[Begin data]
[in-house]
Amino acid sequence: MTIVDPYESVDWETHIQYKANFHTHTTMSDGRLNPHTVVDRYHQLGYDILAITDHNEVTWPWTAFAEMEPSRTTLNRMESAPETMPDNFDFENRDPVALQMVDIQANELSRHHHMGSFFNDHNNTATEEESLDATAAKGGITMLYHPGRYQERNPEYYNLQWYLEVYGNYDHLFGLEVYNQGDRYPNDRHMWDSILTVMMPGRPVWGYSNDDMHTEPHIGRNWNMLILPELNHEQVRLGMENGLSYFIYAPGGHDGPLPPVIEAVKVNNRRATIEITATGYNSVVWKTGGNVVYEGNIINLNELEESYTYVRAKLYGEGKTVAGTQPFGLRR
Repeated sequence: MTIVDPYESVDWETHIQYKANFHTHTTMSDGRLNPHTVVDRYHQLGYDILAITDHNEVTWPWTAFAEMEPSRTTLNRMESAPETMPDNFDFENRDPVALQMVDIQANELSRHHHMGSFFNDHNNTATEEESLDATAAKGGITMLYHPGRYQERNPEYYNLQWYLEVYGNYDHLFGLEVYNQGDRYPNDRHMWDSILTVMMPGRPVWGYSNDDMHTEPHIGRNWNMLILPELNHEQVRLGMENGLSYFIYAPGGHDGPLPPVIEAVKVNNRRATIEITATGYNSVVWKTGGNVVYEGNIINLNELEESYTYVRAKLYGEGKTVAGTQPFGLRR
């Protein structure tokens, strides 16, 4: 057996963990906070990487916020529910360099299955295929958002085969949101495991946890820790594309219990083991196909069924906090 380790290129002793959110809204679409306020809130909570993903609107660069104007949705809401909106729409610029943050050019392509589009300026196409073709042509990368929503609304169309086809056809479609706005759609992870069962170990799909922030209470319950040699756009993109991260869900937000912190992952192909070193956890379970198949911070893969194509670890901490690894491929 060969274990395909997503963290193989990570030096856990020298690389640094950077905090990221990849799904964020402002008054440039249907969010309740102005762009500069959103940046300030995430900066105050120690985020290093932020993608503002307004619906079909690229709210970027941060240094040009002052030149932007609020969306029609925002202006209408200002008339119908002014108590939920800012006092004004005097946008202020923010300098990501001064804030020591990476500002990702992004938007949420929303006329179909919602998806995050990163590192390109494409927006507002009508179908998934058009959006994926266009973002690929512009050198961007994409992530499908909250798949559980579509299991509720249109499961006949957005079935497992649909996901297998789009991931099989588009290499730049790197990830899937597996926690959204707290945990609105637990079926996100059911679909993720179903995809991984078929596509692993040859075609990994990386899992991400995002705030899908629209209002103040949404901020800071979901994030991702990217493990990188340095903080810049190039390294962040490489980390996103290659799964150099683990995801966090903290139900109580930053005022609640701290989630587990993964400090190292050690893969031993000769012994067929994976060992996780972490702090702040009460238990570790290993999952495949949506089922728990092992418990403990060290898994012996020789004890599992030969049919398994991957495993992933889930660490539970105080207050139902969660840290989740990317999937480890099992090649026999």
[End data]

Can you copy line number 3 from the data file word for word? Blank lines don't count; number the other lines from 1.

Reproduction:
Repeated sequence: MTIVDPYESVDWETHIQYKANFHTHTTMSDGRLNPHTVVDRYHQLGYDILAITDHNEVTWPWTAFAEMEPSRTTLNRMESAPETMPDNFDFENRDPVALQMVDIQANELSRHHHMGSFFNDHNNTATEEESLDATAAKGGITMLYHPGRYQERNPEYYNLQWYLEVYGNYDHLFGLEVYNQGDRYPNDRHMWDSILTVMMPGRPVWGYSNDDMHTEPHIGRNWNMLILPELNHEQVRLGMENGLSYFIYAPGGHDGPLPPVIEAVKVNNRRATIEITATGYNSVVWKTGGNVVYEGNIINLNELEESYTYVRAKLYGEGKTVAGTQPFGLRR